Through this book, upper undergraduate mathematics majors will master a challenging yet rewarding subject, and approach advanced studies in algebra, number theory and geometry with confidence. Groups, rings and fields are covered in depth with a strong emphasis on irreducible polynomials, a fresh approach to modules and linear algebra, a fresh take on Gröbner theory, and a group theoretic treatment of Rejewski's deciphering of the Enigma machine. It includes a detailed treatment of the basics on finite groups, including Sylow theory and the structure of finite abelian groups. Galois theory and its applications to polynomial equations and geometric constructions are treated in depth. Those interested in computations will appreciate the novel treatment of division algorithms. This rigorous text 'gets to the point', focusing on concisely demonstrating the concept at hand, taking a 'definitions first, examples next' approach. Exercises reinforce the main ideas of the text and encourage students' creativity.

Suitable for second to fourth year undergraduates, this title contains several applications: Polya-Burnside Enumeration, Mutually Orthogonal Latin Squares, Error-Correcting Codes and a classification of the finite groups of isometries of the plane and the finite rotation groups in Euclidean 3-space.

This book explores the history of abstract algebra. It shows how abstract algebra has arisen in attempting to solve some of these classical problems, providing a context from which the reader may gain a deeper appreciation of the mathematics involved.

Accessible to junior and senior undergraduate students, this survey contains many examples, solved exercises, sets of problems, and parts of abstract algebra of use in many other areas of discrete mathematics. Although this is a mathematics book, the authors have made great efforts to address the needs of users employing the techniques discussed. Fully worked out computational examples are backed by more than 500 exercises throughout the 40 sections. This new edition includes a new chapter on cryptology, and an enlarged chapter on applications of groups, while an extensive chapter has been added to survey other applications not included in the first edition. The book assumes knowledge of the material covered in a course on linear algebra and, preferably, a first course in (abstract) algebra covering the basics of groups, rings, and fields.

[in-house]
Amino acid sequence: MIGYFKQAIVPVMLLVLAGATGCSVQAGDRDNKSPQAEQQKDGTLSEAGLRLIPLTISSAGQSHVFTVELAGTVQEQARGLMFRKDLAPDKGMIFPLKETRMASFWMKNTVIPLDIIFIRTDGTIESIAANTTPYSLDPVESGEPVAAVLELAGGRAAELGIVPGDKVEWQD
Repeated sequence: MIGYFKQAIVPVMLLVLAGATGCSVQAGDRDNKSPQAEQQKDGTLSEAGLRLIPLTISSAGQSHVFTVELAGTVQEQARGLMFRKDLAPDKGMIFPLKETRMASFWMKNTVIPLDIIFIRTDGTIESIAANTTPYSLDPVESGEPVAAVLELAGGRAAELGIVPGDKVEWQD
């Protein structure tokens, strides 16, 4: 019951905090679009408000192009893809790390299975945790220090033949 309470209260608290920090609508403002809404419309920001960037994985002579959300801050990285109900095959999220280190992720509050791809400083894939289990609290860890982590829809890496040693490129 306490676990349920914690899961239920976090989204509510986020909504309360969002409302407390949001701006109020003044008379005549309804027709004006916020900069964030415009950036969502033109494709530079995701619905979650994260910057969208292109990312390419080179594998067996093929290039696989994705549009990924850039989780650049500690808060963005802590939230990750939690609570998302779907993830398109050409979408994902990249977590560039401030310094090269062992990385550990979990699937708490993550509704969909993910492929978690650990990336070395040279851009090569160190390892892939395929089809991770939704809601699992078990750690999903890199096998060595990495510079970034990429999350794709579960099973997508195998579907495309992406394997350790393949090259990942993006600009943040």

This book on Abstract Algebra is intended for one or two semesters of B.Sc. (Hons.) and B.A. (Prog.) of University of Delhi and other Universities of India. The book is written in simple language to make the students understand various topics in Abstract Algebra in an easier way. The examples and exercises of the book are meticulously crafted and honed to meet the need of the students who are keen to know about Abstract Algebra. Starting from Set Theory and covering the topics on Groups, Rings and Vector Spaces, the book provides the students a deep study of Abstract Algebra. The book ‘Abstract Algebra’ combines the theory, examples with exercises on the concepts related to the topics in Abstract Algebra.

A comprehensive presentation of abstract algebra and an in-depth treatment of the applications of algebraic techniques and the relationship of algebra to other disciplines, such as number theory, combinatorics, geometry, topology, differential equations, and Markov chains.

Discovering Abstract Algebra takes an Inquiry-Based Learning approach to the subject, leading students to discover for themselves its main themes and techniques. Concepts are introduced conversationally through extensive examples and student investigation before being formally defined. Students will develop skills in carefully making statements and writing proofs, while they simultaneously build a sense of ownership over the ideas and results. The book has been extensively tested and reinforced at points of common student misunderstanding or confusion, and includes a wealth of exercises at a variety of levels. The contents were deliberately organized to follow the recommendations of the MAA's 2015 Curriculum Guide. The book is ideal for a one- or two-semester course in abstract algebra, and will prepare students well for graduate-level study in algebra.